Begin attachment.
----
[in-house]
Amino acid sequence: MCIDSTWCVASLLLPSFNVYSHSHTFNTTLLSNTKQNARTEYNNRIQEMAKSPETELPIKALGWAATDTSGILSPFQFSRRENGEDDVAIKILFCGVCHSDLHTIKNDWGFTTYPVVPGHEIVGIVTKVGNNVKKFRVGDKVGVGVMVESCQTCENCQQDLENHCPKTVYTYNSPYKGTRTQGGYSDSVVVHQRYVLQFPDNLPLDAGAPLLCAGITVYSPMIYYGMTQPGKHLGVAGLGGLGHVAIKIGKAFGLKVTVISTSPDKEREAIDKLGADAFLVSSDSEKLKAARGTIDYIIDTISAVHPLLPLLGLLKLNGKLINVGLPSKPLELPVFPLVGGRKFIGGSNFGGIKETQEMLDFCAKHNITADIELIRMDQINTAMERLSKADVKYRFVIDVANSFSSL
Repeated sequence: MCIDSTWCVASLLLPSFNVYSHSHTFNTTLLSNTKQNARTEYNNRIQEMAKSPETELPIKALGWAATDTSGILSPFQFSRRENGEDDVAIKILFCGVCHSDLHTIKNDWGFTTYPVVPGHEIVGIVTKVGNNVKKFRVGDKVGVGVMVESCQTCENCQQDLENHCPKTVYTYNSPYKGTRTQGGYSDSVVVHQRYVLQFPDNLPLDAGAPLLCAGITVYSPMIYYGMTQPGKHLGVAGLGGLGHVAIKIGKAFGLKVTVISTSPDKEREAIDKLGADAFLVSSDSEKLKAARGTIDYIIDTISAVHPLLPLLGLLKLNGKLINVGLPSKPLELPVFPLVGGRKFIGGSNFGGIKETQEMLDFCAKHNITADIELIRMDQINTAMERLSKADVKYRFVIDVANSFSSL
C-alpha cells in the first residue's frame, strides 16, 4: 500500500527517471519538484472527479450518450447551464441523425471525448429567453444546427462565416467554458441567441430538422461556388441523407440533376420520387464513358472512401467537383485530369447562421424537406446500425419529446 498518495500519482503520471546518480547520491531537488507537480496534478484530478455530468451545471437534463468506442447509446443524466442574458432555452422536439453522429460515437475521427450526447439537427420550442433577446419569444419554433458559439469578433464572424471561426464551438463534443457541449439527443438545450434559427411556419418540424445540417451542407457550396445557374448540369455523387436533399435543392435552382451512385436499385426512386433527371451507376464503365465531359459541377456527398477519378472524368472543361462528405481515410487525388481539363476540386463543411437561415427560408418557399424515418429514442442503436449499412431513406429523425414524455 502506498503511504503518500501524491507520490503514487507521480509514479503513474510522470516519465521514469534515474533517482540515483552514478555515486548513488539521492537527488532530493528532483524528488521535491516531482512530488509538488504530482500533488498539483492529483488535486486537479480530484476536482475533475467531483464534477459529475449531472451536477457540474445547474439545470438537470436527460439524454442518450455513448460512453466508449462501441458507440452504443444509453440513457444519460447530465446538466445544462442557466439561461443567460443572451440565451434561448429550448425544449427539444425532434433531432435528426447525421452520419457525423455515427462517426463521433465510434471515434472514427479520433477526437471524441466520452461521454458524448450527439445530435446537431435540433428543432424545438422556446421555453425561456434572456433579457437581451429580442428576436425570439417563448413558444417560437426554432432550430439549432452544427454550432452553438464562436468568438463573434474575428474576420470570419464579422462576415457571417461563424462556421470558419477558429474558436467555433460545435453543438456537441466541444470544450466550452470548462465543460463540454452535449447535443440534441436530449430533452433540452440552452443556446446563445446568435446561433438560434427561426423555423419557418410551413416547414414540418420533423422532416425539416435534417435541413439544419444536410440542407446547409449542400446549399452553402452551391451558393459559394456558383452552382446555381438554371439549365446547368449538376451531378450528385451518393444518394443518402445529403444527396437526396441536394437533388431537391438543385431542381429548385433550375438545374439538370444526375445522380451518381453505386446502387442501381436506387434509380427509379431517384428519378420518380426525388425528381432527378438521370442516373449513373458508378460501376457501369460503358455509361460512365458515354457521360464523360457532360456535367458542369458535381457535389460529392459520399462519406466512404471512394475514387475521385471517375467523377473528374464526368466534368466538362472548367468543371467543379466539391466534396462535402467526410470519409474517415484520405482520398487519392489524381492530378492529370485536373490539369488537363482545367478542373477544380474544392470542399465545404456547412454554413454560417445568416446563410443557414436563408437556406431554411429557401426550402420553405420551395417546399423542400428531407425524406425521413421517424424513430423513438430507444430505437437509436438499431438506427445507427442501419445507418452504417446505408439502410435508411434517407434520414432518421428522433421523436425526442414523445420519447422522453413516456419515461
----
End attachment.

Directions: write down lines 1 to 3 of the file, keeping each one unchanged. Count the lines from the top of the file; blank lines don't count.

[in-house]
Amino acid sequence: MCIDSTWCVASLLLPSFNVYSHSHTFNTTLLSNTKQNARTEYNNRIQEMAKSPETELPIKALGWAATDTSGILSPFQFSRRENGEDDVAIKILFCGVCHSDLHTIKNDWGFTTYPVVPGHEIVGIVTKVGNNVKKFRVGDKVGVGVMVESCQTCENCQQDLENHCPKTVYTYNSPYKGTRTQGGYSDSVVVHQRYVLQFPDNLPLDAGAPLLCAGITVYSPMIYYGMTQPGKHLGVAGLGGLGHVAIKIGKAFGLKVTVISTSPDKEREAIDKLGADAFLVSSDSEKLKAARGTIDYIIDTISAVHPLLPLLGLLKLNGKLINVGLPSKPLELPVFPLVGGRKFIGGSNFGGIKETQEMLDFCAKHNITADIELIRMDQINTAMERLSKADVKYRFVIDVANSFSSL
Repeated sequence: MCIDSTWCVASLLLPSFNVYSHSHTFNTTLLSNTKQNARTEYNNRIQEMAKSPETELPIKALGWAATDTSGILSPFQFSRRENGEDDVAIKILFCGVCHSDLHTIKNDWGFTTYPVVPGHEIVGIVTKVGNNVKKFRVGDKVGVGVMVESCQTCENCQQDLENHCPKTVYTYNSPYKGTRTQGGYSDSVVVHQRYVLQFPDNLPLDAGAPLLCAGITVYSPMIYYGMTQPGKHLGVAGLGGLGHVAIKIGKAFGLKVTVISTSPDKEREAIDKLGADAFLVSSDSEKLKAARGTIDYIIDTISAVHPLLPLLGLLKLNGKLINVGLPSKPLELPVFPLVGGRKFIGGSNFGGIKETQEMLDFCAKHNITADIELIRMDQINTAMERLSKADVKYRFVIDVANSFSSL